The Golden Road HTML version

Poor, poor Felicity! If she had not always been so horribly vain over her cooking
and so scornfully contemptuous of other people's aspirations and mistakes along
that line, I could have found it in my heart to pity her.
The Story Girl would have been more than human if she had not betrayed a little
triumphant amusement, but Peter stood up for his lady manfully.
"The rusks were splendid, anyhow, so what difference does it make what they
were raised with?"
Dan, however, began to taunt Felicity with her tooth-powder rusks, and kept it up
for the rest of his natural life.
"Don't forget to send the Governor's wife the recipe for them," he said.
Felicity, with eyes tearful and cheeks crimson from mortification, rushed from the
room, but never, never did the Governor's wife get the recipe for those rusks.
VII. We Visit Cousin Mattie's
One Saturday in March we walked over to Baywater, for a long- talked-of visit to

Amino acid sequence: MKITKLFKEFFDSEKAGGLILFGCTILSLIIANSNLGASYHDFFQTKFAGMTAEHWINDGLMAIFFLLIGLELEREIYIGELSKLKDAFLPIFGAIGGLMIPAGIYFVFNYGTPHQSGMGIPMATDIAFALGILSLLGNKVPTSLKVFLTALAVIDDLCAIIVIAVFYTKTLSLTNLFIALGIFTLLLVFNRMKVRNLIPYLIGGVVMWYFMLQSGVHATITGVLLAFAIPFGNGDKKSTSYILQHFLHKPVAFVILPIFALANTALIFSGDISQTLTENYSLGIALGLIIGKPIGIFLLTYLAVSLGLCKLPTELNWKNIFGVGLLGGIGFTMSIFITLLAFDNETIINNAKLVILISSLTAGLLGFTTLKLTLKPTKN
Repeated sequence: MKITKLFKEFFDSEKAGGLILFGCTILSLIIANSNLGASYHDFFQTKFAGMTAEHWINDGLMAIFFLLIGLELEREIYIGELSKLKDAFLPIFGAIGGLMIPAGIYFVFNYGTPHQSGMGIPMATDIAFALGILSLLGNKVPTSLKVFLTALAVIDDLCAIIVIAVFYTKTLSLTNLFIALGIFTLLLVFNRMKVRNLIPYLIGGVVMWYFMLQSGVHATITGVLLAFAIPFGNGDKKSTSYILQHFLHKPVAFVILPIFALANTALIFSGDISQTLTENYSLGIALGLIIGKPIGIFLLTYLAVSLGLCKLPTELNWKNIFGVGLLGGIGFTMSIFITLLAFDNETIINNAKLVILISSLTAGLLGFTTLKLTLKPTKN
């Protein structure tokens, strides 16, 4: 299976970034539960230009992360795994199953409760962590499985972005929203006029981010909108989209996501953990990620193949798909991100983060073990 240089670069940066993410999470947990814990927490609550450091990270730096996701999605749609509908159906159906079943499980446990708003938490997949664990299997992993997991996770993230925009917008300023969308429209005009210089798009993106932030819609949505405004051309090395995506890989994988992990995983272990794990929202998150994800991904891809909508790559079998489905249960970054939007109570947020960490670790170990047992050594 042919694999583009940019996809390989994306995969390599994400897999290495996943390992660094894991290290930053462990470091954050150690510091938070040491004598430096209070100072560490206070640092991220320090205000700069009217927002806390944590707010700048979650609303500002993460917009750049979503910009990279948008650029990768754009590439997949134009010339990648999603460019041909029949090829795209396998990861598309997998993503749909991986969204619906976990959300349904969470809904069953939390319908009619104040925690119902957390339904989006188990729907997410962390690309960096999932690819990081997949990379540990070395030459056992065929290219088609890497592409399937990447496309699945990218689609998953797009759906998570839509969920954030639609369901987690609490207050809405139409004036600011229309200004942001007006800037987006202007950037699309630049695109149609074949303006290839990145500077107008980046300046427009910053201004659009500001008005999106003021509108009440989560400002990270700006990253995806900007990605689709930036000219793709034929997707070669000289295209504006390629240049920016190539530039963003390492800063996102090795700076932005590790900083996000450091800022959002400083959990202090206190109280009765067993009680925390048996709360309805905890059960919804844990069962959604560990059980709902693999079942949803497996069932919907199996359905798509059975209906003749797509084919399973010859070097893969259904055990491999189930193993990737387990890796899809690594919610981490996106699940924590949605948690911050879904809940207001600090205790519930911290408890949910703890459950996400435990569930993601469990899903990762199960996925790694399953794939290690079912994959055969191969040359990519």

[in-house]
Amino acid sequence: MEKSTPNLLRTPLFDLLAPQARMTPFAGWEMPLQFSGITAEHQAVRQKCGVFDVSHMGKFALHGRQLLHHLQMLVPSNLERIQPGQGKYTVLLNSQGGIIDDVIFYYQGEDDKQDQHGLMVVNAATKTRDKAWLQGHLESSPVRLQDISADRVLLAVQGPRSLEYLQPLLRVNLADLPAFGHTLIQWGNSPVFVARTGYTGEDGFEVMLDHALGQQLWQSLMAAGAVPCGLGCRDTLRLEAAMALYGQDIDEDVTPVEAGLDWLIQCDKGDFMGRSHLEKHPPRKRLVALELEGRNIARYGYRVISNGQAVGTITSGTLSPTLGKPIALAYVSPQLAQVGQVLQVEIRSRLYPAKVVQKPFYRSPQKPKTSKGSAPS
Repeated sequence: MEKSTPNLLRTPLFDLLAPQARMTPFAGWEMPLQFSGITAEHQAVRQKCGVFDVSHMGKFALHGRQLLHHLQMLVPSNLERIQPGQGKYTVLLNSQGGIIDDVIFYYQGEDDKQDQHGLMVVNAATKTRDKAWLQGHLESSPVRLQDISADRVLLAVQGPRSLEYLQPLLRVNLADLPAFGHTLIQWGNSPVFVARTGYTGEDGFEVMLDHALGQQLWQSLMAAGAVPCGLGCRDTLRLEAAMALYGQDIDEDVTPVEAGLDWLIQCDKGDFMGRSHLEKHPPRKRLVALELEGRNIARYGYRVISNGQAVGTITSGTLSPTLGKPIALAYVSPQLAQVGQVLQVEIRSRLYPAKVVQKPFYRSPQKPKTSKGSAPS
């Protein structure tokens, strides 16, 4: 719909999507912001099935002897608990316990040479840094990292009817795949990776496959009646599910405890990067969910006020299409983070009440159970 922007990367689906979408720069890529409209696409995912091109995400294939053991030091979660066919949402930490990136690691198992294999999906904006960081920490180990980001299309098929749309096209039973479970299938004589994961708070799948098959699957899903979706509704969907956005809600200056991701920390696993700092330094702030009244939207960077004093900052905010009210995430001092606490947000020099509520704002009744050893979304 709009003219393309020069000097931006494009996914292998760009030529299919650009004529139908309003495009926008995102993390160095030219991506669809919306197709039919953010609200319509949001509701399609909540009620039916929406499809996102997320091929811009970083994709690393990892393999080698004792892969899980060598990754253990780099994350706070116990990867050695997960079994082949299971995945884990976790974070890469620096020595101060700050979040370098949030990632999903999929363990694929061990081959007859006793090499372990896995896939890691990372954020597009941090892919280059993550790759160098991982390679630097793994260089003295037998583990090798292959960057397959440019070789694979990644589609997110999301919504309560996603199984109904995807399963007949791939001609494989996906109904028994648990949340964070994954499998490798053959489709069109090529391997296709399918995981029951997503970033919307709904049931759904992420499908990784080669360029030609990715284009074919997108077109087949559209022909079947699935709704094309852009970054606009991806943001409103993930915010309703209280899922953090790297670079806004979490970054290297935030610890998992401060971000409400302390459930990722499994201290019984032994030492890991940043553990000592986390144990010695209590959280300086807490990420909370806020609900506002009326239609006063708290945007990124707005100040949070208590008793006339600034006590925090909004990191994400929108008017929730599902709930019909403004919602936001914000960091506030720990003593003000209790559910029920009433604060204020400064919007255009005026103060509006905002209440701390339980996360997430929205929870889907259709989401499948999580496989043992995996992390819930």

Cousin Mattie Dilke. By the road, Baywater was six miles away, but there was a
short cut across hills and fields and woods which was scantly three. We did not
look forward to our visit with any particular delight, for there was nobody at
Cousin Mattie's except grown-ups who had been grown up so long that it was
rather hard for them to remember they had ever been children. But, as Felicity
told us, it was necessary to visit Cousin Mattie at least once a year, or else she
would be "huffed," so we concluded we might as well go and have it over.
"Anyhow, we'll get a splendiferous dinner," said Dan. "Cousin Mattie's a great
cook and there's nothing stingy about her."
"You are always thinking of your stomach," said Felicity pleasantly.
"Well, you know I couldn't get along very well without it, darling," responded Dan
who, since New Year's, had adopted a new method of dealing with Felicity--
whether by way of keeping his resolution or because he had discovered that it
annoyed Felicity far more than angry retorts, deponent sayeth not. He invariably
met her criticisms with a good-natured grin and a flippant remark with some
tender epithet tagged on to it. Poor Felicity used to get hopelessly furious over it.
Uncle Alec was dubious about our going that day. He looked abroad on the
general dourness of gray earth and gray air and gray sky, and said a storm was
brewing. But Cousin Mattie had been sent word that we were coming, and she